Blog: August 2009

Most of these posts were originally posted somewhere else and link to the originals. While this blog is not set up for comments, the original locations generally are, and I welcome comments there. Sorry for the inconvenience.

Ki Teitze: what does Egypt have to do with it?

This week's parsha presents a variety of laws. In the seventh aliya we are given a reason for two of them -- because we were slaves in Egypt and God redeemed us. We see this theme in other places in Torah (and we remember the exodus in liturgy every day). But it's something I have trouble relating to on a personal level -- while it is part of our national history, it's usually pretty hard for me to see myself as having been redeemed from Egypt. (Even the people Moshe was addressing, with two exceptions, were not in Egypt.) I don't think I'm alone in this difficulty; would the haggadah have to remind us to see ourselves "as if" we had gone out of Egypt if this came easily to almost everyone?

But why should this be a problem? Mitzvot are mitzvot; we shouldn't need to be given specific reasons. The issue I see is that if we're given a reason and we don't relate to that reason, could that weaken the mitzvah, making us less likely to heed it? Especially if the reason seems to be guilt-based or "you owe me one"? It reminds me of times during childhood when my father would tell us kids "your mother worked hard on this meal and you're going to eat all of it, even the brussels sprouts". The guilt got me to do the action at my mother's table, but I don't eat brussels sprouts now. As an exercise of guilt it worked; as a way to get me to change my dining habits it didn't. Sure, that's a trivial example, and I'm not trying to compare the torah to unwanted vegetables. I'm just talking about the way a commandment with that kind of motivation can come off to a listener who isn't already completely sold.

I mentioned that this motif shows up a lot in torah, so I became curious about whether the associated mitzvot had anything in common. If so, maybe that could help me make the connection to the redemption theme. So I began searching (aided by a digital copy of the torah text). The words "Egypt" and "slave" occur a lot in the torah, so in the end I limited my search to Sefer D'varim, Moshe's final speech. I found five occurrences there. What are the associated mitzvot?

One, from this week's passage, is to not abuse the stranger, the fatherless, or the widow. Why them in particular? They are particularly vulnerable; someone without a father or husband to serve as advocate and protector is at a disadvantage, and someone without connections to the community is also isolated. We were strangers in Egypt and that didn't work so well for us at the time. Now we are not; we are part of a community, most of us [in the congregation where I was speaking] have good family relations, and we're overall in a good place in society. Let's remember that not everyone is.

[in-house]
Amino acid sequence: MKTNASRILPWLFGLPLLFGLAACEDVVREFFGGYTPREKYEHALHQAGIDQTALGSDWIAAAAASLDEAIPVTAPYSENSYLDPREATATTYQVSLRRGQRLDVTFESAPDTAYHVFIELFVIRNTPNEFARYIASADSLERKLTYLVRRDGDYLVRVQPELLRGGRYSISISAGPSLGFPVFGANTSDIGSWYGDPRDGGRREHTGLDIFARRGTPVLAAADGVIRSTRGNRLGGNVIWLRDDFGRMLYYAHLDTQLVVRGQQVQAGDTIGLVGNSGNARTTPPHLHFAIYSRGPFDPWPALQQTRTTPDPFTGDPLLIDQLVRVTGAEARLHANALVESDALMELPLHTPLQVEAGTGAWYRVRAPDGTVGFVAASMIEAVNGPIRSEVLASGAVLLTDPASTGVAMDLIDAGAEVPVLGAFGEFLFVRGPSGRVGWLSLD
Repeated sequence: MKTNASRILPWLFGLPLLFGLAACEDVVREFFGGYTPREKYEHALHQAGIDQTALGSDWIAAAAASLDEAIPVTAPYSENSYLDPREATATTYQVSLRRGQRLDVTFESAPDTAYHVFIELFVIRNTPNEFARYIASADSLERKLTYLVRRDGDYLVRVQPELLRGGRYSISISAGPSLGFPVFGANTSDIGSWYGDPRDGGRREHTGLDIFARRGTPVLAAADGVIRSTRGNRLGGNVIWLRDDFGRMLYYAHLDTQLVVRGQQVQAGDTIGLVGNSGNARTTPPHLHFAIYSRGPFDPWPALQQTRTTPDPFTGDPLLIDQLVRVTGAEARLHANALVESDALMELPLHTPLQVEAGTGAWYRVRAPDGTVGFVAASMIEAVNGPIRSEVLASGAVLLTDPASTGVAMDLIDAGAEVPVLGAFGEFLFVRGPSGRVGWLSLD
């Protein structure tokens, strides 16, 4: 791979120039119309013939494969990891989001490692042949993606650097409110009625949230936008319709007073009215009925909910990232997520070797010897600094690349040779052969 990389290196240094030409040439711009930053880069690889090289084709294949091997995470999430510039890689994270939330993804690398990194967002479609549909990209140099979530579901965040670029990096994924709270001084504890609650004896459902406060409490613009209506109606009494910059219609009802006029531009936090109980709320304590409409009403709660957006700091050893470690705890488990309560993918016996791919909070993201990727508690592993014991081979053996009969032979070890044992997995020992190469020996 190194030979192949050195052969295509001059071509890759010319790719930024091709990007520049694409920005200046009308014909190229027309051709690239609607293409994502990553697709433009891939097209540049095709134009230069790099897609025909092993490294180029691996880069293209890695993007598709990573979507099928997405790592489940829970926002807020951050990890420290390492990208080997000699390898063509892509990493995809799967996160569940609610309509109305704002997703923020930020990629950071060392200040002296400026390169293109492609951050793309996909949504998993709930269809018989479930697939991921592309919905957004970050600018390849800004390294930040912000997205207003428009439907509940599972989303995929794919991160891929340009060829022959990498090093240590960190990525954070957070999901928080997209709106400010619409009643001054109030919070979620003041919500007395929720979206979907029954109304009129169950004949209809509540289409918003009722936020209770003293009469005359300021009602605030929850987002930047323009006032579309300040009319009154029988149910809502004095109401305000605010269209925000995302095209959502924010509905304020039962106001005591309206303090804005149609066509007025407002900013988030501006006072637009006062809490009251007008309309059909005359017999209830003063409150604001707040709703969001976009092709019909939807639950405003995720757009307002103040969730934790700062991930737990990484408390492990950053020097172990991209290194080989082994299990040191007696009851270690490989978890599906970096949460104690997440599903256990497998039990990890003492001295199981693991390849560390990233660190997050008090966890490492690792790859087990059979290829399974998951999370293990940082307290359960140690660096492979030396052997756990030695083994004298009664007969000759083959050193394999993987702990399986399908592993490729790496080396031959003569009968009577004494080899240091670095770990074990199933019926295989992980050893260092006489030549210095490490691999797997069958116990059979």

Another, from just a few lines later in this week's passage, concerns gleanings. When we harvest our crops and miss or drop some, we are not to go back for it; we have to leave that for the poor to come gather. We have food enough to spare; we're in a much better position than someone whose most productive path to a meal is to follow us around hoping for scraps. Further, while we cultivated the field, we don't get full credit for making the food. As we have benefitted from God's bounty, so must we provide bounty to others.

A third has to do with the festivals. We're told that when we celebrate we have to include everyone, including our servants, and not just our own families. We have the means to make a celebration, so we have to include those who don't.

A fourth regards the sh'mita year. One year in seven we must let our fields lie fallow rather than leeching every last bit of life from the land. We don't need to, so we mustn't get greedy.

The last one I found is the one that we probably all figured out without help: Shabbat. Not only are we commanded to take a day of rest for God, but we have to give this to our workers and our animals. We have the power to compel work on every day (as was done to the slaves in Egypt), but we don't do so.

The common theme I see in these commandments -- protecting the weak, gleanings, festivals, sh'mita, and shabbat -- is privilege. We're in a better position than others; we are not to abuse it. We're pretty comfortable today in this community. Most of us don't even have to work for six days, let alone seven. We have comfortable homes, ample food, and probably more than a few luxuries. We've had pretty good educations and, often, outside encouragement to grow. Many of us come from stable families (my parents, for instance, just celebrated their 47th anniversary), and we are all part of a caring community. We live in safe neighborhoods and the police are a phone call away if needed. Most of us have pretty good health care, even with the current mess. These things aren't true of everyone (even in our own city to say nothing of the nation or world), and we have a religious obligation to acknowledge our own comfortable positions and help those who were dealt different cards. (I said religious, not political; we don't live in a theocracy.)